Posted on March 6, 2013 by Naomi Bilmes
From my blog:
I am presently having an odd experience of disconnect. The premise is this:
Bad things keep happening to me. In the grand scheme of life, they are not terrible things: no death, no serious illness, no natural disasters. But sometimes the little things seem even more powerful, especially in a world of rampant individualism and competitive goal fulfillment (but I can only speak for myself. I can’t say the same for you because I’m too busy maximizing my own potential).
Without getting too specific (it’s tempting, but I have to keep in mind that this blog is public), let’s just say that all of the bad things in the past week can be lumped together into one category: rejection.
I’ve been rejected lots of times in the past. In tenth grade, I made it to the final round of auditions for my school’s production of The Miracle Worker. After an entire night and day of hoping like crazy, I read the cast list: rejected! After writing a three-page essay and fantasizing about being the student speaker at my high school graduation, I heard that the chosen speaker was that kid who always wins everything. My speech had been: rejected! After liking a boy for at least a year and deciding that I was never going to ask him out because he wasn’t into me, he walked me home one night simply to tell me that he knew how I felt and he was now going to shove it in my face: rejected! Last week, one of my teachers even refused my request to finish a chapter of Genesis in class: rejected by a rabbi.
What can I say – it’s a rough life. At least my mom still accepts my phone calls.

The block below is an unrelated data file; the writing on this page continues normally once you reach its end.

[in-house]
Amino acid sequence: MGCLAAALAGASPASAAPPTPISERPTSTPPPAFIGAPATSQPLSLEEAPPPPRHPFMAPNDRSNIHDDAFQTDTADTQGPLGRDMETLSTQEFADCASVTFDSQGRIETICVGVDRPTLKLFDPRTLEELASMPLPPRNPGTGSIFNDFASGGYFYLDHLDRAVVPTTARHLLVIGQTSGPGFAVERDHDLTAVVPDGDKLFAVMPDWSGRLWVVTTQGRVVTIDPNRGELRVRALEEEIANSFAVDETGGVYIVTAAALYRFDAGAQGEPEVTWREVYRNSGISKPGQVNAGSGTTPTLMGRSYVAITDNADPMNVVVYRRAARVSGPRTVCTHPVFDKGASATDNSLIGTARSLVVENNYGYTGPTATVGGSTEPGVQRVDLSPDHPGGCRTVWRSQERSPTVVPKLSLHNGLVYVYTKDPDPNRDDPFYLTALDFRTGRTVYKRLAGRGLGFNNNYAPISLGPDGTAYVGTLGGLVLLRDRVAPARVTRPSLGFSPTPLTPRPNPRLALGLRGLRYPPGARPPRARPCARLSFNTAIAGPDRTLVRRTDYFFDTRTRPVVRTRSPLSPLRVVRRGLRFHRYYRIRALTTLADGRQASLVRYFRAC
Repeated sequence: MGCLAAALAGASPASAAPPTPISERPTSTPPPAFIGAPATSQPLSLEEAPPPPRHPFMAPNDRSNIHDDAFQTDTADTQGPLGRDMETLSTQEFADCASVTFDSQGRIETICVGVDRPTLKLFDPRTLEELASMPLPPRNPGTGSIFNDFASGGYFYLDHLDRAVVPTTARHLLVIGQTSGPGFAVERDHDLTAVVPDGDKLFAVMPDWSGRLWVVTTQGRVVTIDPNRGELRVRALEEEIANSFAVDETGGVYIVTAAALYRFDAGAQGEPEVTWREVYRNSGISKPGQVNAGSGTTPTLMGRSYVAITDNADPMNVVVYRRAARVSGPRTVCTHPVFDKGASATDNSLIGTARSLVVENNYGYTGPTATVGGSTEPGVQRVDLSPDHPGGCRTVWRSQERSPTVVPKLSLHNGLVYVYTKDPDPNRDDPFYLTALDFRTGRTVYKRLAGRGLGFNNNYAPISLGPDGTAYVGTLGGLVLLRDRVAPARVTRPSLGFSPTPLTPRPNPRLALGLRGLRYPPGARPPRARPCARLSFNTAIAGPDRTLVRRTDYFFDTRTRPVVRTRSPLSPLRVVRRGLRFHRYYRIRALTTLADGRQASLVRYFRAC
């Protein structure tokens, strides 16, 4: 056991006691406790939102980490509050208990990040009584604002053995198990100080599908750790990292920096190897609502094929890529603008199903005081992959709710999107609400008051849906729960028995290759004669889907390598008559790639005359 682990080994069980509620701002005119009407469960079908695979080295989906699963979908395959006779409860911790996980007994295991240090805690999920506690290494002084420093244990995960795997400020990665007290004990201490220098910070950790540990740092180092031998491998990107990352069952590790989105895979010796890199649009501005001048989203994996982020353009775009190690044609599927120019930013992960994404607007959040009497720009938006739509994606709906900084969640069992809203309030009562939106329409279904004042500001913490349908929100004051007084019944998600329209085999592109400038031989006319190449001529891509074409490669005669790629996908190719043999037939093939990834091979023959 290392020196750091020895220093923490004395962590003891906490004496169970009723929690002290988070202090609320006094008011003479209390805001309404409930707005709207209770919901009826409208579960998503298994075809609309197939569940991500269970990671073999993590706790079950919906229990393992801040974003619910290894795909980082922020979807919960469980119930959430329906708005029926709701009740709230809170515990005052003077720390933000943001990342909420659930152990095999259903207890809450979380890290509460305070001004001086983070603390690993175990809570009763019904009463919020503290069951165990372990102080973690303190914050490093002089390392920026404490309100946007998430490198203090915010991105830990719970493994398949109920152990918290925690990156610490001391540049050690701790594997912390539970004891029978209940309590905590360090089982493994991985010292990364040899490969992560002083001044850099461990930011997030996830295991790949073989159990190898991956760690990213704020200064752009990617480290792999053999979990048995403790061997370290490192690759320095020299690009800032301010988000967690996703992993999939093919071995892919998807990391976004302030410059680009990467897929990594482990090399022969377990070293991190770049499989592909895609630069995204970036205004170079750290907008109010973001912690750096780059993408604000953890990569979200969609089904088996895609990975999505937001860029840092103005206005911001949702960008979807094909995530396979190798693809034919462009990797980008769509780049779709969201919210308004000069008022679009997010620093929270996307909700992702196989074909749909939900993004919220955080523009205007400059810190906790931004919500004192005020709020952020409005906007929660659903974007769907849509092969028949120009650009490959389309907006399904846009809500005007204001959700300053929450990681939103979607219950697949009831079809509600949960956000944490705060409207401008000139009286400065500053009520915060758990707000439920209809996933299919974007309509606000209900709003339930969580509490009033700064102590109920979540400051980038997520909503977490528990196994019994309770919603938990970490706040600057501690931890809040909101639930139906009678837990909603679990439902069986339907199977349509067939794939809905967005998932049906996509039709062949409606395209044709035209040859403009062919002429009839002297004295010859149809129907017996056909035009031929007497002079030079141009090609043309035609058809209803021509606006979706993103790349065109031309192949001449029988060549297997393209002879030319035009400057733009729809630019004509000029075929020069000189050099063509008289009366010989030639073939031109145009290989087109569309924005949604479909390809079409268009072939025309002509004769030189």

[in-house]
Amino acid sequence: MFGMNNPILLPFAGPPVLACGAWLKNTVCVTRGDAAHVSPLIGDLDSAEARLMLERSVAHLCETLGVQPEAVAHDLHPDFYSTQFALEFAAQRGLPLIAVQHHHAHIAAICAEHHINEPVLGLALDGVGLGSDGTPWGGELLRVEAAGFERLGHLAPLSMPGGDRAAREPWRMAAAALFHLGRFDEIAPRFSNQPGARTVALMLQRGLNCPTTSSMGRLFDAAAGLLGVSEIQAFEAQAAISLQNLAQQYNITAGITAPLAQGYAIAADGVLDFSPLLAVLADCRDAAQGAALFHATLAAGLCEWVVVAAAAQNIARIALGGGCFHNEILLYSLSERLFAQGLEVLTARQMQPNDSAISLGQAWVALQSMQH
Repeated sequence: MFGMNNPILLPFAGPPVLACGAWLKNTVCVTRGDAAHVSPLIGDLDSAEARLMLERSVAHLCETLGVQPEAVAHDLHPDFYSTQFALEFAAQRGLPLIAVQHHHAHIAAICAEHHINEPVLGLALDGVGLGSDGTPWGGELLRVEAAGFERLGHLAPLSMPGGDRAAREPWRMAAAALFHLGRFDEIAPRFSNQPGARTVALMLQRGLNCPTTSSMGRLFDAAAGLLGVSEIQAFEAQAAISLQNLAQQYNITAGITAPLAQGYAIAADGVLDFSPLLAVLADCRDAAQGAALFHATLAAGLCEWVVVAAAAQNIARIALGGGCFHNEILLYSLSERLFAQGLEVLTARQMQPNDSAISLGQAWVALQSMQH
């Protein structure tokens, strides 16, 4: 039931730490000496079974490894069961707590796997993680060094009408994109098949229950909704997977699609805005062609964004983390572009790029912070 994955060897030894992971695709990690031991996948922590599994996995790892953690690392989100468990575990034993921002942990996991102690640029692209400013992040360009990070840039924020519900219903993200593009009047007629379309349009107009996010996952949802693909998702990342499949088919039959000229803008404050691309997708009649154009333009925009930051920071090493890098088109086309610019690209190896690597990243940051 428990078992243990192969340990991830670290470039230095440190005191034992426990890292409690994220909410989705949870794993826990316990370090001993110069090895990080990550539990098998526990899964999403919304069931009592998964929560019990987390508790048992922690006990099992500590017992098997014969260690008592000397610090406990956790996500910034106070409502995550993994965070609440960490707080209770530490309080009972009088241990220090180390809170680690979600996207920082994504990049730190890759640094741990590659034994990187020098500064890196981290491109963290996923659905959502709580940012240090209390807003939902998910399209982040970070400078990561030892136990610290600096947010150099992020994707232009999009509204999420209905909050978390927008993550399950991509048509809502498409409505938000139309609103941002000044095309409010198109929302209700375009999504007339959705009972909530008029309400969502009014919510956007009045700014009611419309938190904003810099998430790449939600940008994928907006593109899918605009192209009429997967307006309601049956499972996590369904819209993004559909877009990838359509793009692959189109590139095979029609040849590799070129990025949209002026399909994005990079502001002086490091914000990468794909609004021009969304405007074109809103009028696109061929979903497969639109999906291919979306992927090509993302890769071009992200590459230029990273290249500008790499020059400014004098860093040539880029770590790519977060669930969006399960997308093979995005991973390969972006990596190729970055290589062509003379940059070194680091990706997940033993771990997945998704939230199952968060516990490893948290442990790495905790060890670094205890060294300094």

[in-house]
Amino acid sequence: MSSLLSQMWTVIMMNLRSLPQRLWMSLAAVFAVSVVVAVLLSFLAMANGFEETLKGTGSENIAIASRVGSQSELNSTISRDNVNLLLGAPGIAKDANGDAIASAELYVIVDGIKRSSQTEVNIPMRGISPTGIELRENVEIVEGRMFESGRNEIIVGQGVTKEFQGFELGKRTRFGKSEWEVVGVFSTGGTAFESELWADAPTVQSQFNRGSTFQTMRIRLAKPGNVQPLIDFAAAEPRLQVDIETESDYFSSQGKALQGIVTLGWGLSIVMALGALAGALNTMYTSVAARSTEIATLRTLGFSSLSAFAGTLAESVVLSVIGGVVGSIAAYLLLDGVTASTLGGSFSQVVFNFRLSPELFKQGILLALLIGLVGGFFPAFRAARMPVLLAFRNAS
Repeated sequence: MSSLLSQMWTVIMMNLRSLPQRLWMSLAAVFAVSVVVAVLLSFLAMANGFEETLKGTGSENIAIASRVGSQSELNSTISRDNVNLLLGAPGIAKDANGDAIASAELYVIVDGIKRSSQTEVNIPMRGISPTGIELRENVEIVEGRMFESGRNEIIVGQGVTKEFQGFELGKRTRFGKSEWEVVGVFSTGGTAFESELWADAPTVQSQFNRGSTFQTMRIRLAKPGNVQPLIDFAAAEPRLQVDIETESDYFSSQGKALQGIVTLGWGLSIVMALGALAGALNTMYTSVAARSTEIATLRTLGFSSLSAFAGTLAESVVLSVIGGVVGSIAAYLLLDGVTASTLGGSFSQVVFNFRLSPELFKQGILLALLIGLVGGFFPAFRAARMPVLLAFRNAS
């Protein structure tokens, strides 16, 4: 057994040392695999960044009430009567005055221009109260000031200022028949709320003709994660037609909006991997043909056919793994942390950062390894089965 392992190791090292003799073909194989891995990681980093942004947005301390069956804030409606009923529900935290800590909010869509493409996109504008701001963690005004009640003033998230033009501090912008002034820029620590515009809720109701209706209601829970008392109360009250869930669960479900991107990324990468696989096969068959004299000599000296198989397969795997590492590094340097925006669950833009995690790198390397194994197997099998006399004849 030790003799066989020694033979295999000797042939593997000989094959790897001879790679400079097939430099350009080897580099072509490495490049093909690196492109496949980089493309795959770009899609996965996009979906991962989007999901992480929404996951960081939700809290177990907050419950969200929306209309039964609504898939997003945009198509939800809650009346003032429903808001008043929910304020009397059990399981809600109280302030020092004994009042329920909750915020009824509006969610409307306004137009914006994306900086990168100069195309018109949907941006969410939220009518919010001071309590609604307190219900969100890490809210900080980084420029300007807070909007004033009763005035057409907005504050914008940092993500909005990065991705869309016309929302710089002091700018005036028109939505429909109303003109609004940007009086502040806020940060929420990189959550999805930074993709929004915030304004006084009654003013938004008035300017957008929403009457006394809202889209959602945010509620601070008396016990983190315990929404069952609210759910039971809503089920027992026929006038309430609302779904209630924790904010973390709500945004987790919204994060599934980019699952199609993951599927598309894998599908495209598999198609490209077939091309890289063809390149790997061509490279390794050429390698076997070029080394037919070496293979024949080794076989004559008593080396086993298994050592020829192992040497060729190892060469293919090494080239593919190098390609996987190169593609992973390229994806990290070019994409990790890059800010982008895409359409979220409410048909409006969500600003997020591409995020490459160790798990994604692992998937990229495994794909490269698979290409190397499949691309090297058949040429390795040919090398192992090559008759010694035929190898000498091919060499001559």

Thankfully, I’ve managed to bounce back from rejection. In twelfth grade, I auditioned for and received a part in The Diary of Anne Frank. I then walked across the stage in my long, white robe and sincerely enjoyed the fact that I did not have to worry about sending a sappy message to my 400 classmates and their parents. A few years later, I am still rejected by boys, but what the hell, some balls bounce lower than others. Or just run out of air.
But! As long as I buy my air-pump at the right store, I will bounce back from these new rejections, too.
Unfortunately (but not unexpectedly), Rabbi Zera raises an objection: Your plan for the future is crumbling like the Second Temple.
Rabbi Effes replies: But the Western Wall is still standing.
Rabbi Zera said to him: One wall does not represent an entire building.
Virgil pipes in with: Have you ever heard of synechdoche?
Rabbi Zera replies: We cannot derive a principle from someone who speaks Latin.
Rabbi Effes agrees: That is true. But we must admit that Virgil was a freakin’ awesome story-teller. There was once a man named Orpheus and a nymph named Eurydice…[entire story omitted here for irrelevancy]…Therefore, we learn from this to always look forward.
Anonymous rabbi #1: How do we learn that from this story?
Anonymous rabbi #2: It’s simple! Orpheus was punished for looking behind him. Therefore, one who looks forward will have a better chance of success.
Hopelessly romantic teenage girl: But he lost the love of his life! And it wasn’t even his fault!
Anonymous rabbi #2: That is not so. Orpheus was told that Eurydice would follow him to the world of the living if he did not look back. But he did not trust. He had no faith. He turned his head and gained only sadness from what lay behind him. He should have looked forward.
I am looking forward to so much in the coming few days:
Look at that. The good things outnumber the bad by 100 percent! And now, a few words of wisdom from the greats*…
Bolting from the window, I cry,
“What a lark! What a plunge!…” and let myself fly
toward “the puzzle of puzzles / That which we call BEING…Failing to fetch me at first, keep encouraged; / Missing me one place, search another; / I stop somewhere, waiting for you.”
Or, rather, waiting for me.
*Orpheus’ lyre goes to the reader who knows the authors without using Google. 🙂